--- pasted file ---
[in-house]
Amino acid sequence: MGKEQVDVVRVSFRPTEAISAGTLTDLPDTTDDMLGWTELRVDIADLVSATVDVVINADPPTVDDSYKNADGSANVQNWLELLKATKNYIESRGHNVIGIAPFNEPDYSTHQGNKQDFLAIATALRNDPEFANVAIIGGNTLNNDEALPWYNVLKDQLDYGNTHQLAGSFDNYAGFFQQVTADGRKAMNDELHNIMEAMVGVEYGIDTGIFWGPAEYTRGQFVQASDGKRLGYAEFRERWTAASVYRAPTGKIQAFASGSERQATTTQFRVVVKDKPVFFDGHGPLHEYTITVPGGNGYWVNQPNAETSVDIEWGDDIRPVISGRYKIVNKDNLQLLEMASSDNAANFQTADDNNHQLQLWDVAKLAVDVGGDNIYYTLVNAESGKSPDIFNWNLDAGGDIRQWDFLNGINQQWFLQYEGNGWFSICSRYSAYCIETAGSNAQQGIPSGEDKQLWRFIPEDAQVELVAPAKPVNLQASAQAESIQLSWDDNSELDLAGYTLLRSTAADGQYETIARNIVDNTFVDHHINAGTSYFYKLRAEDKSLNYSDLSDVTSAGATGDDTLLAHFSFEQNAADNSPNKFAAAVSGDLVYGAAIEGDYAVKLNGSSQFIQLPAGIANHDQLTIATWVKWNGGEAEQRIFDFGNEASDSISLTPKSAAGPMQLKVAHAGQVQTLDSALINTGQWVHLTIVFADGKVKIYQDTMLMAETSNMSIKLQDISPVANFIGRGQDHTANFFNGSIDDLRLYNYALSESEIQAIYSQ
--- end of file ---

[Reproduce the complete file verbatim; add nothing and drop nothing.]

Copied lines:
[in-house]
Amino acid sequence: MGKEQVDVVRVSFRPTEAISAGTLTDLPDTTDDMLGWTELRVDIADLVSATVDVVINADPPTVDDSYKNADGSANVQNWLELLKATKNYIESRGHNVIGIAPFNEPDYSTHQGNKQDFLAIATALRNDPEFANVAIIGGNTLNNDEALPWYNVLKDQLDYGNTHQLAGSFDNYAGFFQQVTADGRKAMNDELHNIMEAMVGVEYGIDTGIFWGPAEYTRGQFVQASDGKRLGYAEFRERWTAASVYRAPTGKIQAFASGSERQATTTQFRVVVKDKPVFFDGHGPLHEYTITVPGGNGYWVNQPNAETSVDIEWGDDIRPVISGRYKIVNKDNLQLLEMASSDNAANFQTADDNNHQLQLWDVAKLAVDVGGDNIYYTLVNAESGKSPDIFNWNLDAGGDIRQWDFLNGINQQWFLQYEGNGWFSICSRYSAYCIETAGSNAQQGIPSGEDKQLWRFIPEDAQVELVAPAKPVNLQASAQAESIQLSWDDNSELDLAGYTLLRSTAADGQYETIARNIVDNTFVDHHINAGTSYFYKLRAEDKSLNYSDLSDVTSAGATGDDTLLAHFSFEQNAADNSPNKFAAAVSGDLVYGAAIEGDYAVKLNGSSQFIQLPAGIANHDQLTIATWVKWNGGEAEQRIFDFGNEASDSISLTPKSAAGPMQLKVAHAGQVQTLDSALINTGQWVHLTIVFADGKVKIYQDTMLMAETSNMSIKLQDISPVANFIGRGQDHTANFFNGSIDDLRLYNYALSESEIQAIYSQ